A short run up the road from Santa Fe is the historic mountain village of Taos, recently ranked #2 in the Smithsonian’s “Best Small Towns in the USA.”
Taos is both the heart of northern New Mexico’s winter ski haven and home of the Taos Pueblo—the oldest continuously inhabited community in North America. The Taos tribe offers visitors a rare cultural experience—an opportunity to step inside their homes and shops, and to take a step back in time. Their tribal ancestors, the mystical Anasazi, occupied these same grounds at the beginning of recorded time, and some of their ceremonial traditions are still being practiced today.
The distance from Santa Fe to Taos is only about 60 miles, and is an enchanted journey itself with a variety of ways to get there and back. One route takes you through Carson National Forest, named for legendary frontiersman Kit Carson. The forest is known for its hauntingly beautiful—some say haunted—national treasures of ponderosa pine and wildlife.
Another route takes you by Ojo Caliente, one of the premiere natural hot springs and spa resorts of the southwest, and the Rio Grande Gorge Bridge, a cantilevered truss span rising 650 feet above a deeply etched passage of the Rio Grande.
The most popular Taos route from Santa Fe is alongside the Rio Grande, where whitewater rafters on vacation have been known to provide riotous amusement to travelers.
With so many scenic byways and side trips to choose from, planning the trip becomes an adventure all its own, and usually involves water in some form.
As for food … restaurants with bragging rights as both historical establishments and culinary stars are plentiful in Taos and along the way. Feeling outdoorsy? You might want to take a picnic lunch to enjoy in Carson Forest or alongside the Rio Grande, the better to appreciate one of the area’s most famous resources: clean air.
Taos comes by every eyebrow-arching facet of its reputation honestly. It is proudly eccentric, tough and bawdy on one hand, and dripping with haute art credentials on the other—a complex pairing cultivated passionately in Taos and throughout northern New Mexico. Museums and galleries line the streets, the Taos Film Festival is an international favorite, and there are always plenty of colorful characters eager to add anecdotal tidbits and lore.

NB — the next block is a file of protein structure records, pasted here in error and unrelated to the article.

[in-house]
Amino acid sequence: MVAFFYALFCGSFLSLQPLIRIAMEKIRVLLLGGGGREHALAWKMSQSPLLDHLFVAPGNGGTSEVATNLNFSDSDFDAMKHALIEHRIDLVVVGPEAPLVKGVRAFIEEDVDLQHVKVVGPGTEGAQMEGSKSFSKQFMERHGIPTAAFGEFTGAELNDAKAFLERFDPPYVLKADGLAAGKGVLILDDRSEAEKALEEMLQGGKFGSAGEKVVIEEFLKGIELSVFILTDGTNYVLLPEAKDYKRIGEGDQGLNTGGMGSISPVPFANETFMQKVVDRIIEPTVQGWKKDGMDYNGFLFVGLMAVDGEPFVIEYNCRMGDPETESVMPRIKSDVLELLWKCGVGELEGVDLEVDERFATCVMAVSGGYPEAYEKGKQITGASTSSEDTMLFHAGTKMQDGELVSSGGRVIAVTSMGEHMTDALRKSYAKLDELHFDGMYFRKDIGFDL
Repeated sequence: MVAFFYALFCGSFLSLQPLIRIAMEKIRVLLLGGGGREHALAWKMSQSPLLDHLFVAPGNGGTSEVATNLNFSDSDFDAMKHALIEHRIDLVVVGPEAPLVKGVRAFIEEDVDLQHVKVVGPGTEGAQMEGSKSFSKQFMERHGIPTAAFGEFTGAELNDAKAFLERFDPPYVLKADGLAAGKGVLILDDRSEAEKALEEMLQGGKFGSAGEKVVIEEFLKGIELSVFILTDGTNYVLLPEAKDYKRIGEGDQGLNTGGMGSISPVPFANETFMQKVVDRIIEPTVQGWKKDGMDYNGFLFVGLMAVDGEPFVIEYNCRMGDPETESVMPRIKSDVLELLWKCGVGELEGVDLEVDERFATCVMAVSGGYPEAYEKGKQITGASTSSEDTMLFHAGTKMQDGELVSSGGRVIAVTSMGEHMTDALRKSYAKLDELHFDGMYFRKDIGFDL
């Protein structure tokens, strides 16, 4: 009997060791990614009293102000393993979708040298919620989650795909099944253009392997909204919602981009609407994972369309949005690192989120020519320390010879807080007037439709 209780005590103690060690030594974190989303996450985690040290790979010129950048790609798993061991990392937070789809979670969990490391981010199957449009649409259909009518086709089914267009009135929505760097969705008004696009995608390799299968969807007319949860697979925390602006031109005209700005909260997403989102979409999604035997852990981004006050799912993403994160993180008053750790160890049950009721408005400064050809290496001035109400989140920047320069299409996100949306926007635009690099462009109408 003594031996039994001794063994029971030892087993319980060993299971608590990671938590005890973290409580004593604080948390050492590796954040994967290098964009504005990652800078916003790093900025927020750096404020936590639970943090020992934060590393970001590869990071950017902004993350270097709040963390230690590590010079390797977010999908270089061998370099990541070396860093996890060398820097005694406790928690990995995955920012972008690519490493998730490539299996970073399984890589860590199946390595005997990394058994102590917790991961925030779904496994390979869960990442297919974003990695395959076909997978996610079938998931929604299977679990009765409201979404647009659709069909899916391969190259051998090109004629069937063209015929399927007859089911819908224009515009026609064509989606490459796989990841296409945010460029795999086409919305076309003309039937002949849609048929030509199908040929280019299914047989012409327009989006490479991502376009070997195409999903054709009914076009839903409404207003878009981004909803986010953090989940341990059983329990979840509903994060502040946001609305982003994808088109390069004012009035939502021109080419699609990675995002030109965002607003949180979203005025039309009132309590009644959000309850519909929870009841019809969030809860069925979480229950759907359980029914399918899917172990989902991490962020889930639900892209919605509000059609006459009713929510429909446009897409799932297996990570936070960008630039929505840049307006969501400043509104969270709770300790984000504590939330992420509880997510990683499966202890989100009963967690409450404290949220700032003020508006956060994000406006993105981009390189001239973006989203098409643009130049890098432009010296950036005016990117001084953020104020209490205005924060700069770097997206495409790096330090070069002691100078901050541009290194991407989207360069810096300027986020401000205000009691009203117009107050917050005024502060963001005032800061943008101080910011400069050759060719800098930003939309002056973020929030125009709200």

The town has attracted both famous and infamous artists for over 100 years, including D.H. Lawrence, George O’Keefe, Ansel Adams, R.C. Gorman, and Dennis Hopper. To see Taos is to understand why artist colonies and salons are a significant part of its history, and why this will always be so, for as long as new talent keeps rising up and going off in search of a pure, natural, authentic source of inspiration far from the pretenses of urban life, there will be Taos.
A roundtrip to Taos on the High Road and back to Santa Fe is $520 + tax and takes 8+ hours.
A roundtrip to Taos on the Low Road and back to Santa Fe is $425 + tax and takes 6+ hours.
Santa Fe – ranked #1 for a Cultural Getaway by Travel/Leisure’s 2011 survey of America’s Favorite Cities
One of the top 5 romantic getaways – Travel/Leisure’s 2010 survey of America’s Favorite Cities
Ranked 2nd Cleanest Air in the World – World Health Organization – Air Quality Survey
Rated #1 in the Relaxation and Spa Category of TripAdvisor’s 2010 Traveler’s Choice Awards
One of the Top 10 Food & Wine Destinations in the US – Trip Advisor’s 2011 List
Forbes magazine has recognized Taos as one of “America’s Prettiest Towns.” The magazine calls Taos “captivating” and a “stunningly beautiful mountain community.” “Taos is a draw not only because of the natural beauty of its open landscape, clear skies and abundant light, but for the beauty of our cultural landscape, which plays an essential role in defining who we are through our art, food, music and history,” said Taos Mayor Darren Cordova. Other cities on the list include St. Augustine, Fla.; Old San Juan, Puerto Rico; and San Luis Obispo, Calif.